education is about learning life, not becoming productive economic units

30 04 2015

People are not economic units. One reason we are so disengaged from politics is because almost every subject is reduced to economic units. Schools, homes, families, work – everything becomes about its economic merits. Low-income families are described as ‘benefit units‘, family homes are assets, and perhaps worst of all, education is described as in this local Tory party election leaflet as a

…system which prepares young people for work so that they can compete and win in today’s competitive world.”

Reading that, the rest of the political rhetoric falls into place. I know that will appeal to a certain type, and I know that one of the aims of education is that people have the skills for work at the end. But if the sole – or even main – aim of education is work-preparation to win in the competition of life, I think we are presenting an incredibly shallow, and dangerous, ideology. And for that matter, theology. 

Thankfully, there are few who are actually involved in education who subscribe to this harsh economic view. Teachers and teaching assistants and lunchtime supervisors and heads, they all know that they are preparing children and young people for life, not just for work. They are working alongside families to raise good citizens, community members, who alongside becoming adults and parents and scout leaders and athletes and musicians and friends and maybe even politicians, may also become employed.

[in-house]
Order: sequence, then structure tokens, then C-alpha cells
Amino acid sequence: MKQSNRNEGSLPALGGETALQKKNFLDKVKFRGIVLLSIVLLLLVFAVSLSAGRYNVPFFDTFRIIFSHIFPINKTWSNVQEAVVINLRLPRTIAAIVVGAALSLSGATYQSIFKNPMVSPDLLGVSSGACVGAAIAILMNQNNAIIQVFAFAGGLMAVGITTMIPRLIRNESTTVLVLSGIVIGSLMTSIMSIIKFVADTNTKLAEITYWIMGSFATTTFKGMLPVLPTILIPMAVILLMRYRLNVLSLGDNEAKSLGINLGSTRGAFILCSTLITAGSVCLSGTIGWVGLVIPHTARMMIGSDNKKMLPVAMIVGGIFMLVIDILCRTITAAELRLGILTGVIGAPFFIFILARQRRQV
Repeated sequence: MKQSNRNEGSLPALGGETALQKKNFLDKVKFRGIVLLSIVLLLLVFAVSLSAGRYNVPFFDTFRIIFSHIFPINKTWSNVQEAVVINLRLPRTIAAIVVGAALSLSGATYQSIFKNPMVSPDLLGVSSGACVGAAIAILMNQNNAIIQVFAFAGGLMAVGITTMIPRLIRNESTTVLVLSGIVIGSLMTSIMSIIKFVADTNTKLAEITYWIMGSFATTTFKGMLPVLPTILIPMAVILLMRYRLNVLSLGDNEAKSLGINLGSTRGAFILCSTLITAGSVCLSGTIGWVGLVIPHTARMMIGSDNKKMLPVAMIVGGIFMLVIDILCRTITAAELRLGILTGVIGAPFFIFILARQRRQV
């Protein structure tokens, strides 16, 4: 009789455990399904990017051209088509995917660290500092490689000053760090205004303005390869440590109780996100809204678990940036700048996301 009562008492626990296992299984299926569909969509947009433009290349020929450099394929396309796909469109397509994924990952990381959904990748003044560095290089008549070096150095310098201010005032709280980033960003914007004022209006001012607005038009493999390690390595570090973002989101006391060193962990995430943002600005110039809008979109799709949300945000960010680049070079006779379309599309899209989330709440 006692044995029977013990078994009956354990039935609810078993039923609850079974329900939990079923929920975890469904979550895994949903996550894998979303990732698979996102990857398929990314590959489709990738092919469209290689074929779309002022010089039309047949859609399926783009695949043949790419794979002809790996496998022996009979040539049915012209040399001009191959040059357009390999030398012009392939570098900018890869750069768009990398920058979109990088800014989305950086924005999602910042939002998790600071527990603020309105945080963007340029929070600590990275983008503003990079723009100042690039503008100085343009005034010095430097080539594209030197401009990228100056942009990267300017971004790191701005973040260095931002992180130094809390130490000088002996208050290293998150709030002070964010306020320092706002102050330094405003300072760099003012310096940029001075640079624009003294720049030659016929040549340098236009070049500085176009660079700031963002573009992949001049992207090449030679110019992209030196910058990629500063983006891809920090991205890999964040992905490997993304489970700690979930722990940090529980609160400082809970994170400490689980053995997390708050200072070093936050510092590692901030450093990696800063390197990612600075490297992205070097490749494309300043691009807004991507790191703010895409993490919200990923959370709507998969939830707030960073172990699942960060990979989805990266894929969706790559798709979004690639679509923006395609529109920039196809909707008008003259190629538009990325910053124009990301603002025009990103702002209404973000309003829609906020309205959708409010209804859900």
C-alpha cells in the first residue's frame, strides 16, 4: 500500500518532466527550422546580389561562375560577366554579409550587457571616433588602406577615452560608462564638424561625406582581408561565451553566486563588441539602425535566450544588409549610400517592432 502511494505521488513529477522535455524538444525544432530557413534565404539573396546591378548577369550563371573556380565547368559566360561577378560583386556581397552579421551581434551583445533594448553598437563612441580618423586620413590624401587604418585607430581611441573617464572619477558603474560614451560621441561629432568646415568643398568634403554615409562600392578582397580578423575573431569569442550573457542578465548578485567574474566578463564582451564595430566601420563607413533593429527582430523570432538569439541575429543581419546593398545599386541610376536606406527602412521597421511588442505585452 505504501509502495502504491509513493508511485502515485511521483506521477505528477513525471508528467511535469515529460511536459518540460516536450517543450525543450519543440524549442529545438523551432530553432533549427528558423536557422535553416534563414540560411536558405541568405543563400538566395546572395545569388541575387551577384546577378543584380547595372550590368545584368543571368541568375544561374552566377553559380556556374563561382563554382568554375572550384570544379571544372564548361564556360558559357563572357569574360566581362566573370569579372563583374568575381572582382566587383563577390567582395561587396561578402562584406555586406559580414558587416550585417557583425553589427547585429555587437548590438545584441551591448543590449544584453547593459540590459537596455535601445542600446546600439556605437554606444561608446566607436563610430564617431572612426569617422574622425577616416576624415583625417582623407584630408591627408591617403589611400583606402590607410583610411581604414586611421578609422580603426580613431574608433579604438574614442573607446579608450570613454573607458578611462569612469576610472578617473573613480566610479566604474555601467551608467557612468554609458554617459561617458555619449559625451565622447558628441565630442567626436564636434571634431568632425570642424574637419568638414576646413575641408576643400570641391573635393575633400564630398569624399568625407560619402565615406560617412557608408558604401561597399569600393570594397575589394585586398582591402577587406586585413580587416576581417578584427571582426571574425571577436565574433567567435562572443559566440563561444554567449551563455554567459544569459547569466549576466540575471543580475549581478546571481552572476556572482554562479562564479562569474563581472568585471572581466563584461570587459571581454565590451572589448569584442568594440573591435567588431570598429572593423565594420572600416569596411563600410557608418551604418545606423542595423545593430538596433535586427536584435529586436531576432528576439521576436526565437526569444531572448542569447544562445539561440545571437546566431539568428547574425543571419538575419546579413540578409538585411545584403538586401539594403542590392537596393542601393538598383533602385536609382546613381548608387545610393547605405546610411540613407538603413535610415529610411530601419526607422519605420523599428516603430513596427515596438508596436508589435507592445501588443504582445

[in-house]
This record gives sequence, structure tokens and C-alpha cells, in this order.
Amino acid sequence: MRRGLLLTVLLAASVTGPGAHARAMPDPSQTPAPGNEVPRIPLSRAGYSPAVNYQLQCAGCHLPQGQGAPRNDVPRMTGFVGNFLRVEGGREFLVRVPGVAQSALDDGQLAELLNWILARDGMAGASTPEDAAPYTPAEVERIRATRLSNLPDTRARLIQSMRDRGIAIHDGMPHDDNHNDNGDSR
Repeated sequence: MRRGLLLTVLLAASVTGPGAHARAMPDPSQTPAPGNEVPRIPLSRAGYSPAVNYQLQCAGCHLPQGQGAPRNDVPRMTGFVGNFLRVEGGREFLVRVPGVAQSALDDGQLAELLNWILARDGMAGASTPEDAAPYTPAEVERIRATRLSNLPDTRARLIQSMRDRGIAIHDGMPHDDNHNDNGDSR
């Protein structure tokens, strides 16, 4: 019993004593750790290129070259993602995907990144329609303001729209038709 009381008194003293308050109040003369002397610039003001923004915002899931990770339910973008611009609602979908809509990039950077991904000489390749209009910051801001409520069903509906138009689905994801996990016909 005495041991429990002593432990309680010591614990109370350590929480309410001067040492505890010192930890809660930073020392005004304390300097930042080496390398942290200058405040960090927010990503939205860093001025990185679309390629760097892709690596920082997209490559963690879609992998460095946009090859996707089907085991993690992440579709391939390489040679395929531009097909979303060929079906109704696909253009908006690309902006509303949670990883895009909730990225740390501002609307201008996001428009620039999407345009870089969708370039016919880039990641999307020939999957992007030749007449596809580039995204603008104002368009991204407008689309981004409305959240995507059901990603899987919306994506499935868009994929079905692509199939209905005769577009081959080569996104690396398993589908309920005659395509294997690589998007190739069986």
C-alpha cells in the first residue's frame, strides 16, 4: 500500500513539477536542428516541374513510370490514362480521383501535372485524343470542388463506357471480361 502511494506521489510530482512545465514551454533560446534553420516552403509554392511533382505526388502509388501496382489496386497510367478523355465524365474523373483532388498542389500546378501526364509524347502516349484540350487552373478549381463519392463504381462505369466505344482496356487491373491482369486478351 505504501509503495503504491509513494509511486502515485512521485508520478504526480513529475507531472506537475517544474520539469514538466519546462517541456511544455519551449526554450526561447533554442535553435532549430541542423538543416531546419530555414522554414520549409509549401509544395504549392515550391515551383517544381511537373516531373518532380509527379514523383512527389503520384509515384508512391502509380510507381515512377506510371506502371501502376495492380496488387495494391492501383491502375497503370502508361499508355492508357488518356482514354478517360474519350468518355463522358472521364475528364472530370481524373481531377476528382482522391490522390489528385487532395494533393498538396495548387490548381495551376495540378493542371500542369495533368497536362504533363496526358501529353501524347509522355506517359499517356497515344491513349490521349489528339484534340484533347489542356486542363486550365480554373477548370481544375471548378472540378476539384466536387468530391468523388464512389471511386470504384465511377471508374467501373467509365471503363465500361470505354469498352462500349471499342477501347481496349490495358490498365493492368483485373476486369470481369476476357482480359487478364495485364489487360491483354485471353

Our value as human beings cannot and should not ever be limited to our economic potential. The value of our education system cannot and should not ever be limited to its ability to produce workers. If so, what is the point in learning about volcanoes or Henry VIII or vascular bundles or philosophy? And that becomes pertinent as we see this government narrowing the curriculum, the side-lining of ‘non-core’ subjects, the repeated mantra of students no longer taught to read around subjects, but simply to ask “Do I need to know this for the exam?” 

I loved my time in the education system, or as normal people call it, school. I learned loads, about subjects yes, but mostly about how to be a person. And I was prepared for work by going out to work. From 13 I helped my brother do his paper round (he got the pounds, I got the pennies), from 16 I had a Saturday job in a hotel, in the holidays I worked in plastics factories and Boots and making fishing tackle.